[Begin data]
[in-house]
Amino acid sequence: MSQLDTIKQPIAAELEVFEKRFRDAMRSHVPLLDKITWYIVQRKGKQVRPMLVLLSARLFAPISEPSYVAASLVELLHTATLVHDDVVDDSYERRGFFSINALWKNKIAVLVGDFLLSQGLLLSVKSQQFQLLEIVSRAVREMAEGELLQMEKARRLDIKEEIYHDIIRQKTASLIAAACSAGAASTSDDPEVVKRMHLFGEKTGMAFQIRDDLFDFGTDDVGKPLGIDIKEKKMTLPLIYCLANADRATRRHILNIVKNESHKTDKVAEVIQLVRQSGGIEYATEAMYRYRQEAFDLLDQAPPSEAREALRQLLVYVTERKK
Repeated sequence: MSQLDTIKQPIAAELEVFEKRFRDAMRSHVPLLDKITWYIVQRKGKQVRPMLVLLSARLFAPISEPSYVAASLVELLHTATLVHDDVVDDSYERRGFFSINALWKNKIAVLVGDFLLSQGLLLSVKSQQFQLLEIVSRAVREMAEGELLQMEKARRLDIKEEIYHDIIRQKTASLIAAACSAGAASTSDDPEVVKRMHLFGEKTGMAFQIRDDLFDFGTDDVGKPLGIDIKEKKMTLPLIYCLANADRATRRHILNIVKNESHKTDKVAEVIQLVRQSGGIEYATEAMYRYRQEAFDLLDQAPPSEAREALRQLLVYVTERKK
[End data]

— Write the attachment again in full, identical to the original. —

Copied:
[in-house]
Amino acid sequence: MSQLDTIKQPIAAELEVFEKRFRDAMRSHVPLLDKITWYIVQRKGKQVRPMLVLLSARLFAPISEPSYVAASLVELLHTATLVHDDVVDDSYERRGFFSINALWKNKIAVLVGDFLLSQGLLLSVKSQQFQLLEIVSRAVREMAEGELLQMEKARRLDIKEEIYHDIIRQKTASLIAAACSAGAASTSDDPEVVKRMHLFGEKTGMAFQIRDDLFDFGTDDVGKPLGIDIKEKKMTLPLIYCLANADRATRRHILNIVKNESHKTDKVAEVIQLVRQSGGIEYATEAMYRYRQEAFDLLDQAPPSEAREALRQLLVYVTERKK
Repeated sequence: MSQLDTIKQPIAAELEVFEKRFRDAMRSHVPLLDKITWYIVQRKGKQVRPMLVLLSARLFAPISEPSYVAASLVELLHTATLVHDDVVDDSYERRGFFSINALWKNKIAVLVGDFLLSQGLLLSVKSQQFQLLEIVSRAVREMAEGELLQMEKARRLDIKEEIYHDIIRQKTASLIAAACSAGAASTSDDPEVVKRMHLFGEKTGMAFQIRDDLFDFGTDDVGKPLGIDIKEKKMTLPLIYCLANADRATRRHILNIVKNESHKTDKVAEVIQLVRQSGGIEYATEAMYRYRQEAFDLLDQAPPSEAREALRQLLVYVTERKK